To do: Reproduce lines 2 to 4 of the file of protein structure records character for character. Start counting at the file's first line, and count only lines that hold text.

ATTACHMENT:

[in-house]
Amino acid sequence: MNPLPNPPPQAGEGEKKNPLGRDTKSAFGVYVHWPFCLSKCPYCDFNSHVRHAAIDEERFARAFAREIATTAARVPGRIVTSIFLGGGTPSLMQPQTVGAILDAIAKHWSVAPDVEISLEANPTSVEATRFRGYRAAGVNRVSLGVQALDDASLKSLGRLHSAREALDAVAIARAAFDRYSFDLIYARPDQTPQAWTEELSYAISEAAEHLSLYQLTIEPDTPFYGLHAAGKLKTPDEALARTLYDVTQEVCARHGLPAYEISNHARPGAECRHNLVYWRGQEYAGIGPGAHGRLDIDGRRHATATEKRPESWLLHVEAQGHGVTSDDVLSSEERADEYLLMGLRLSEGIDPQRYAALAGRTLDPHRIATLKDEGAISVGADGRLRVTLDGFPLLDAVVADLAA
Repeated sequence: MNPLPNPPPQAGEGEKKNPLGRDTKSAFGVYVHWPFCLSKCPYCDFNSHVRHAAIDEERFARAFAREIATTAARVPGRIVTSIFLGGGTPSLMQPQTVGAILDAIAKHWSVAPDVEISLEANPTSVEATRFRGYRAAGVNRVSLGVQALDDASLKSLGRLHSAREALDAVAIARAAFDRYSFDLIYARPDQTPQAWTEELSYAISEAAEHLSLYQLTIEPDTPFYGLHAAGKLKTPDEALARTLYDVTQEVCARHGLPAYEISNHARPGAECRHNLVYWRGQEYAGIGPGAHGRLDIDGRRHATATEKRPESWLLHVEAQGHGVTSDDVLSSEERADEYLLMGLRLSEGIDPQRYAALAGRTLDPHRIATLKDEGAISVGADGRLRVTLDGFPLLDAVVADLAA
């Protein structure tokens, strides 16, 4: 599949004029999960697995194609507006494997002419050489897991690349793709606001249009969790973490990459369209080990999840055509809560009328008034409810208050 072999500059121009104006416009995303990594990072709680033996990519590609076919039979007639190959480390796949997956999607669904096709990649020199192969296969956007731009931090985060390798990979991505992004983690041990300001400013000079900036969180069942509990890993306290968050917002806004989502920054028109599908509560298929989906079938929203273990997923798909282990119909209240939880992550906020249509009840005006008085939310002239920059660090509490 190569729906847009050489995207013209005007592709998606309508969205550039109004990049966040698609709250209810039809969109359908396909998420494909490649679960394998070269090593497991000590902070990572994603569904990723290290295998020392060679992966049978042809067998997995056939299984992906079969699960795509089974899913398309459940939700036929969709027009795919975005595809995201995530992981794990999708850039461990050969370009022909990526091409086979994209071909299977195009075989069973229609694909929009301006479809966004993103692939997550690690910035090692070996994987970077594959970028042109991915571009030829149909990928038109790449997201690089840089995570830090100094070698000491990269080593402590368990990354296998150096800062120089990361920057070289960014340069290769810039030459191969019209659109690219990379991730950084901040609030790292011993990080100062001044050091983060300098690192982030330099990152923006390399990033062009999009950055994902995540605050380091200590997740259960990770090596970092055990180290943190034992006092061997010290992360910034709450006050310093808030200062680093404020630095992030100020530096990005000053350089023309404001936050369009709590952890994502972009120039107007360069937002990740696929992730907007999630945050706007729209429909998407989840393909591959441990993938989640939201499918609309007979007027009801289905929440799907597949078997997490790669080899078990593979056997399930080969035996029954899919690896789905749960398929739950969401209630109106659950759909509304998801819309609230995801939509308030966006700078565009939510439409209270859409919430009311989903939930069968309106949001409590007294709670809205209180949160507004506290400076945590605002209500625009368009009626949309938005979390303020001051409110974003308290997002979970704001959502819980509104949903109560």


Amino acid sequence: MNPLPNPPPQAGEGEKKNPLGRDTKSAFGVYVHWPFCLSKCPYCDFNSHVRHAAIDEERFARAFAREIATTAARVPGRIVTSIFLGGGTPSLMQPQTVGAILDAIAKHWSVAPDVEISLEANPTSVEATRFRGYRAAGVNRVSLGVQALDDASLKSLGRLHSAREALDAVAIARAAFDRYSFDLIYARPDQTPQAWTEELSYAISEAAEHLSLYQLTIEPDTPFYGLHAAGKLKTPDEALARTLYDVTQEVCARHGLPAYEISNHARPGAECRHNLVYWRGQEYAGIGPGAHGRLDIDGRRHATATEKRPESWLLHVEAQGHGVTSDDVLSSEERADEYLLMGLRLSEGIDPQRYAALAGRTLDPHRIATLKDEGAISVGADGRLRVTLDGFPLLDAVVADLAA
Repeated sequence: MNPLPNPPPQAGEGEKKNPLGRDTKSAFGVYVHWPFCLSKCPYCDFNSHVRHAAIDEERFARAFAREIATTAARVPGRIVTSIFLGGGTPSLMQPQTVGAILDAIAKHWSVAPDVEISLEANPTSVEATRFRGYRAAGVNRVSLGVQALDDASLKSLGRLHSAREALDAVAIARAAFDRYSFDLIYARPDQTPQAWTEELSYAISEAAEHLSLYQLTIEPDTPFYGLHAAGKLKTPDEALARTLYDVTQEVCARHGLPAYEISNHARPGAECRHNLVYWRGQEYAGIGPGAHGRLDIDGRRHATATEKRPESWLLHVEAQGHGVTSDDVLSSEERADEYLLMGLRLSEGIDPQRYAALAGRTLDPHRIATLKDEGAISVGADGRLRVTLDGFPLLDAVVADLAA
């Protein structure tokens, strides 16, 4: 599949004029999960697995194609507006494997002419050489897991690349793709606001249009969790973490990459369209080990999840055509809560009328008034409810208050 072999500059121009104006416009995303990594990072709680033996990519590609076919039979007639190959480390796949997956999607669904096709990649020199192969296969956007731009931090985060390798990979991505992004983690041990300001400013000079900036969180069942509990890993306290968050917002806004989502920054028109599908509560298929989906079938929203273990997923798909282990119909209240939880992550906020249509009840005006008085939310002239920059660090509490 190569729906847009050489995207013209005007592709998606309508969205550039109004990049966040698609709250209810039809969109359908396909998420494909490649679960394998070269090593497991000590902070990572994603569904990723290290295998020392060679992966049978042809067998997995056939299984992906079969699960795509089974899913398309459940939700036929969709027009795919975005595809995201995530992981794990999708850039461990050969370009022909990526091409086979994209071909299977195009075989069973229609694909929009301006479809966004993103692939997550690690910035090692070996994987970077594959970028042109991915571009030829149909990928038109790449997201690089840089995570830090100094070698000491990269080593402590368990990354296998150096800062120089990361920057070289960014340069290769810039030459191969019209659109690219990379991730950084901040609030790292011993990080100062001044050091983060300098690192982030330099990152923006390399990033062009999009950055994902995540605050380091200590997740259960990770090596970092055990180290943190034992006092061997010290992360910034709450006050310093808030200062680093404020630095992030100020530096990005000053350089023309404001936050369009709590952890994502972009120039107007360069937002990740696929992730907007999630945050706007729209429909998407989840393909591959441990993938989640939201499918609309007979007027009801289905929440799907597949078997997490790669080899078990593979056997399930080969035996029954899919690896789905749960398929739950969401209630109106659950759909509304998801819309609230995801939509308030966006700078565009939510439409209270859409919430009311989903939930069968309106949001409590007294709670809205209180949160507004506290400076945590605002209500625009368009009626949309938005979390303020001051409110974003308290997002979970704001959502819980509104949903109560």